Lisa Eversole of Redmond, Washington, was a stay-at-home mom. So you might think life at her house was pretty laid back. “Guess again,” Lisa says. “There were so many worthwhile activities I’d convinced myself Austin, Joshua, Nathan, and Emma just had to do that we were never home.
I was always yelling at the kids to hurry up and get in the van. I stayed so busy dashing here and there with them that my husband Adam and I had no time for each other. My stress level was through the roof. I went to bed most nights feeling guilty for yelling at everyone.“When Emma started talking, her first words after ‘Mama’ and ‘Dada’ were ‘Hurry! Hurry! Hurry!’ That’s when I started to realize what I was doing. By then we had so many activities scheduled into our days that I wasn’t sure it was possible to slow down.“I decided the thing to do was begin ‘scheduling in’ some family time. Instead of paying for swimming lessons, I planned a weekly family swim time. Instead of signing the boys up for baseball, Adam and I started taking them to a local park with a soccer field and basketball court so we could play ball together as a family.“At first I had moments of panic. I worried the kids would miss that time with their peers and coaches. Then a funny thing happened. Our older kids started taking the younger ones in hand and teaching them how to shoot a basket or swim a certain stroke. We saw their relationships really blossom in a way they didn’t have time to before. Since we now had time for family devotions, we watched them grow closer to God as well. And Adam and I had a chance to remember why we’d fallen in love.”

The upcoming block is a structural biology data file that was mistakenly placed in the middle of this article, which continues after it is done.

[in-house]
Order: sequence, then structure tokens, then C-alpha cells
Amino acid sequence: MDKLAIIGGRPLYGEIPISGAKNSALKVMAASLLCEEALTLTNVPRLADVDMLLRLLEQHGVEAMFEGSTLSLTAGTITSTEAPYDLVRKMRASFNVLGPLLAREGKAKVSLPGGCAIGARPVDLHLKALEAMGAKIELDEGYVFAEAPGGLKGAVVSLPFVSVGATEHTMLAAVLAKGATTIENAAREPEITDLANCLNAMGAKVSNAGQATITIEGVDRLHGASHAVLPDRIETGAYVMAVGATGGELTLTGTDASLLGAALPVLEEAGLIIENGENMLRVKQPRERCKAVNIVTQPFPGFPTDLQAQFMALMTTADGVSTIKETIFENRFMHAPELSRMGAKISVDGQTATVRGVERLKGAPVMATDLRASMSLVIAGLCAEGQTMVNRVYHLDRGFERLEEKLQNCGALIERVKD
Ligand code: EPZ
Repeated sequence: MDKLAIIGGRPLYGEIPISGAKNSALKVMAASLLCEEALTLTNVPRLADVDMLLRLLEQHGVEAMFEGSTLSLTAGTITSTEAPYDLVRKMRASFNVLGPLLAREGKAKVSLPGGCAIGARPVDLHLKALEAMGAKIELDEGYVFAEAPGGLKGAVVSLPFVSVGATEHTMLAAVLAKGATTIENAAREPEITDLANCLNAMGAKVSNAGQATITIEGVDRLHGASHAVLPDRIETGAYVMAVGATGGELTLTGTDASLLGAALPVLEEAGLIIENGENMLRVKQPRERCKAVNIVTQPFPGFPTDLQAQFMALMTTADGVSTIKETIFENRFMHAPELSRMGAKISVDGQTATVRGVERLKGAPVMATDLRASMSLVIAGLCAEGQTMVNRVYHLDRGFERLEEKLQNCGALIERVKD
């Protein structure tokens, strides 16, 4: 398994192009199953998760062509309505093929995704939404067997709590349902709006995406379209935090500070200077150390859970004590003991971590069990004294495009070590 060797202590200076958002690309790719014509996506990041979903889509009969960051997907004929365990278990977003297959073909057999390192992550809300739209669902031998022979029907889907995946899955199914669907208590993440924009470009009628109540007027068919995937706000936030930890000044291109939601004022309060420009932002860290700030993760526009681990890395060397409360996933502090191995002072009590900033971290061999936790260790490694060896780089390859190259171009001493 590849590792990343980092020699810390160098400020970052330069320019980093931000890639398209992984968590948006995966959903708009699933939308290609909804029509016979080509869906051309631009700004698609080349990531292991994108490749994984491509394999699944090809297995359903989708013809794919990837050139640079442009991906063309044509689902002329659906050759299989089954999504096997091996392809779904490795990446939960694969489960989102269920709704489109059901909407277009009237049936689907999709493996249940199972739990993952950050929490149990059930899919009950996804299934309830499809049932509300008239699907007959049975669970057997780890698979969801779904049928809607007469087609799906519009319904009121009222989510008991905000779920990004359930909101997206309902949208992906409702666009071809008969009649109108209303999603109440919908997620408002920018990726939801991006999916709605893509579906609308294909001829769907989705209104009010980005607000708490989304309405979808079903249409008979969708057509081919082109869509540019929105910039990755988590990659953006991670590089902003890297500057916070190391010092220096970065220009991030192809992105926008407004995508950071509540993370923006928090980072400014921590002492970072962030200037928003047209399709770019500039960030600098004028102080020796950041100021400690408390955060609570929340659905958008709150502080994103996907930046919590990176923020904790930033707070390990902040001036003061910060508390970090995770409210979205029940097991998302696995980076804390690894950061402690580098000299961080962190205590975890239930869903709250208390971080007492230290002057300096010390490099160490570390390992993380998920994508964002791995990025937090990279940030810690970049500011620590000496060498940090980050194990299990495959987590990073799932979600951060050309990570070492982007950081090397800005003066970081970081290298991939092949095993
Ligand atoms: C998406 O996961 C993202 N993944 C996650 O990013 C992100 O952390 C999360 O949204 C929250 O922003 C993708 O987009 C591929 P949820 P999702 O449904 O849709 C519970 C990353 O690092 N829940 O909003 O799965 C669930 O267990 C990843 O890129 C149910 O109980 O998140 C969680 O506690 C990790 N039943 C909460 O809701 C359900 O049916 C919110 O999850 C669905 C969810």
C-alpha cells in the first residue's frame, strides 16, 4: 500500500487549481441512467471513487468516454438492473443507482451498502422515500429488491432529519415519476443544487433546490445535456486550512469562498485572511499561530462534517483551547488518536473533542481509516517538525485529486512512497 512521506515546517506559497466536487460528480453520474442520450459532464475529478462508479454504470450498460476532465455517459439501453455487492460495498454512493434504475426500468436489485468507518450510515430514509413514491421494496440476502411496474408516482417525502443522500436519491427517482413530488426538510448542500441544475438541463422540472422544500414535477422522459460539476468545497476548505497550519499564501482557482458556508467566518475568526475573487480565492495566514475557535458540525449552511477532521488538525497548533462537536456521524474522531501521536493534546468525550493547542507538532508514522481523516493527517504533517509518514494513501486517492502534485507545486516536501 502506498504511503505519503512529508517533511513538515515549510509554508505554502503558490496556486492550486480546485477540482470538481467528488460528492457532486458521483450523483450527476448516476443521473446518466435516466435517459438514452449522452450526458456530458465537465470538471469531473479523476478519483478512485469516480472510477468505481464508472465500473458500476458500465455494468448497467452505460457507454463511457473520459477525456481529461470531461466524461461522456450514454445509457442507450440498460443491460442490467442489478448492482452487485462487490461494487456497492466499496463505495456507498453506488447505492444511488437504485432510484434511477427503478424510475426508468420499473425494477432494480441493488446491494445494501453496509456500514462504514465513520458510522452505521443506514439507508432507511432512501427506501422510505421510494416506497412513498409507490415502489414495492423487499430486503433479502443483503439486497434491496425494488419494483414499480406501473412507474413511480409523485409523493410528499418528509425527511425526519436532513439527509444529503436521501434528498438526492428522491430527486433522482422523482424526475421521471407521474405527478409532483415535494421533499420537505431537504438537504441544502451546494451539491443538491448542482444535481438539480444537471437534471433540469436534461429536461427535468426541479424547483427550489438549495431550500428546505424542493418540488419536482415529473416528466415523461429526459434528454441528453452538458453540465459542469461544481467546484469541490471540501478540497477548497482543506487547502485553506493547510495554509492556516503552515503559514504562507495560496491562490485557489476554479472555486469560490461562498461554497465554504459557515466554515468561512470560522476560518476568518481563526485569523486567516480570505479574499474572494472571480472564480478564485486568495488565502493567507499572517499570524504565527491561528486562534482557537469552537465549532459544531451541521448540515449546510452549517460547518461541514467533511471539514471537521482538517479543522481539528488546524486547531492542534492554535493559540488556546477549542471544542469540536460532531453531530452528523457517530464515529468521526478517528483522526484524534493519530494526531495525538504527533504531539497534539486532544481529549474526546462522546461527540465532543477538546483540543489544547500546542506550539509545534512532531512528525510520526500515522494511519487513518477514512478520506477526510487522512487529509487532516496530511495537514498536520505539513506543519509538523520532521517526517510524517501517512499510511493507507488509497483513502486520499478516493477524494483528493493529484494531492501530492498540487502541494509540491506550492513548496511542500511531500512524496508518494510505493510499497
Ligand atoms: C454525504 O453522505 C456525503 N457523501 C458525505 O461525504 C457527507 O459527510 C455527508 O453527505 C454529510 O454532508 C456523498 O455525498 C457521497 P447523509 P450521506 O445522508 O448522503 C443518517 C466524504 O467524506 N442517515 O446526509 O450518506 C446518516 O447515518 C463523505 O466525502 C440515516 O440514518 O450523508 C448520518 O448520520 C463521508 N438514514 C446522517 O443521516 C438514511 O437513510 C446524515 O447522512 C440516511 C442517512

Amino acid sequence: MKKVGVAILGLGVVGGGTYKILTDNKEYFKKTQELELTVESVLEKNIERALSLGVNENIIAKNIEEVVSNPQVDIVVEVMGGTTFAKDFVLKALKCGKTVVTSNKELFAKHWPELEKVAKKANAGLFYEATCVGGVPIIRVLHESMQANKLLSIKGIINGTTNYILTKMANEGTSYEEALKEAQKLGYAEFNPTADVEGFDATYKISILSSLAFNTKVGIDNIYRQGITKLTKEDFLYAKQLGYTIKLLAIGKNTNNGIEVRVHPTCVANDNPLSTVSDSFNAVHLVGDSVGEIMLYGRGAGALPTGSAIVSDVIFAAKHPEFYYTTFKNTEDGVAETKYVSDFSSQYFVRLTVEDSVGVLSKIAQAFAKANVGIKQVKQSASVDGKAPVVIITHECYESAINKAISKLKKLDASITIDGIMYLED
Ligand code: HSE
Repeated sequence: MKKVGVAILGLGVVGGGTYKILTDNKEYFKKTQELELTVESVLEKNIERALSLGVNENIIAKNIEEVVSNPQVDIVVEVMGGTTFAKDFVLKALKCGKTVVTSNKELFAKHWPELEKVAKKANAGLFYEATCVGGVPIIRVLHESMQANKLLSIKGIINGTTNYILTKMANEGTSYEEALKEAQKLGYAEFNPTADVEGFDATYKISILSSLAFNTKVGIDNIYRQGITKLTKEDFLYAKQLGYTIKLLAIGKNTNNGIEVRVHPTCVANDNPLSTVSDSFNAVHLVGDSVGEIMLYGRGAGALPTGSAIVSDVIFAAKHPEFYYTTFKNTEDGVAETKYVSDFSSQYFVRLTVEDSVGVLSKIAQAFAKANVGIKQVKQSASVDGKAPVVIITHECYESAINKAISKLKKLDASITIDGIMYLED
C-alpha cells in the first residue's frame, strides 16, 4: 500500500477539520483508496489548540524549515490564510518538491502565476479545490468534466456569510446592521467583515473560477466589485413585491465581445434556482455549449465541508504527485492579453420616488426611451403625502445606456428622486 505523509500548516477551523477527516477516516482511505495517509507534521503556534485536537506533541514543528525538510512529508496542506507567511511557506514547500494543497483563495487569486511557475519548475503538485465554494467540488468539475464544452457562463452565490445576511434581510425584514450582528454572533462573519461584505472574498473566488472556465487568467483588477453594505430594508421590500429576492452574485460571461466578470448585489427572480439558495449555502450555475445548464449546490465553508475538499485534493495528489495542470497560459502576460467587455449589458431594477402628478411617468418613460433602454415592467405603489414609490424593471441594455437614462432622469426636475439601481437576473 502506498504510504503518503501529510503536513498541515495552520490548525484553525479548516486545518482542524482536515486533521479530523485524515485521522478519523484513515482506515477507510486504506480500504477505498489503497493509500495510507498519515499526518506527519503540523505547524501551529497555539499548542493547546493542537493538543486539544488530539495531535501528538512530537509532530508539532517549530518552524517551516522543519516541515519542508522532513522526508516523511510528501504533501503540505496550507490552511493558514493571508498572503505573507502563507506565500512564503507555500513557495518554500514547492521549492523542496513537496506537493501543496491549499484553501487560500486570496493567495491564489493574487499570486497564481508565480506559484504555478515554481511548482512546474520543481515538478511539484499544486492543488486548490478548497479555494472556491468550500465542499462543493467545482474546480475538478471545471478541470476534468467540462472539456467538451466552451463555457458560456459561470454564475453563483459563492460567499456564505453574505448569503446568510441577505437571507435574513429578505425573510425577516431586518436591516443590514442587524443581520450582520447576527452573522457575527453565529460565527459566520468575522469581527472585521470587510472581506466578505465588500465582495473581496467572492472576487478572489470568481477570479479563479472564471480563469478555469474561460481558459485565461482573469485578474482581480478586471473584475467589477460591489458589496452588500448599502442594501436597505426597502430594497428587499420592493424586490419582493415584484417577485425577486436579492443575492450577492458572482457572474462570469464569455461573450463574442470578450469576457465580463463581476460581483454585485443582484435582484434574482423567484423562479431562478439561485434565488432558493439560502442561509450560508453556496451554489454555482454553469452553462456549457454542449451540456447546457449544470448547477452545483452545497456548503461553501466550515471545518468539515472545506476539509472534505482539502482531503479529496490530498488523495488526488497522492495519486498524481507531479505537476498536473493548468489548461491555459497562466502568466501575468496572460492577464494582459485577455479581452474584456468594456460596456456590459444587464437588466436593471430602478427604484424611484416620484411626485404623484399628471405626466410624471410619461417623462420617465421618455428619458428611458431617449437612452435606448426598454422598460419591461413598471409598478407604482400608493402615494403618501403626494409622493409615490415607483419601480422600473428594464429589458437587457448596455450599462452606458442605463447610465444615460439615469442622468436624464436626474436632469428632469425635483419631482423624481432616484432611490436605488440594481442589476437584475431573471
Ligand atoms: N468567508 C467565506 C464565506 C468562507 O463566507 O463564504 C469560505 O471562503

I read the full article, Simplify: Families Who Want Less, back in October 2008. I was inspired to not feel obligated to put my kids in "a million" sports or activities. At that time, I would have had a 3-and-a-half-year-old, an almost two-year-old, and a very newborn baby. I wonder why I was even thinking of that then??
http://www.intouch.org/Portals/0/PDFs/MAY08.pdf from intouch magazine May 2008 pg. 22 "Simplify: Families who want Less" by Mimi Knight
A few months later, just before my oldest turned 4-years-old, the activities began. Up until then, we had done swim lessons and Toddler Gym, but now she began ballet. It was so adorable, and we were certain she was gifted at this graceful dance.
But I hated driving 3 kids to her classes, I hated waiting around for an hour or driving back home for 40 minutes before her class was over. I was overwhelmed with having a new baby and a toddler and a Preschooler. Once in awhile it worked out for me to bring her alone to class, but I remember having many anxious moments about being there, having "loud" kids disturbing the class, or just not wanting to do it at all.
For our family, we continued on the next 5 years with fairly minimal activities. Ballet continued for maybe two more years, our son took some Karate classes (one month), and Brazilian Juijitsu (ten classes), and our younger daughter took some preschool dance classes. I always found that after beginning an activity for the kids, I would get sick of driving them around and would wish it were over just after it began. I mostly just wanted to be home. I didn't want to rush through dinner, or skip dinner for drive-thru, and have several tag-alongs for every individual activity.
This article was planted in my brain when I had just embarked on the journey of having 3 kids, and now we have 4. I like the way this woman thinks. I wonder if she continued on for the next 5 years at the same slow, family-centred pace?
What I really noticed about this article's relevance in my life now, was the sibling relationships. Its so true! When we have to drive kids here and there and are rushed, they spend most of their time together in the back of the van...not always a pleasant experience. To have free play and time to just be around one another, or to go off into another room or corner of the yard alone, is so good and healthy for them.
I hope to move forward in our lives with this concept of family time to learn and play activities firmly established. And of course, there are school sports, music, and activities that are much easier to participate in because they are already there!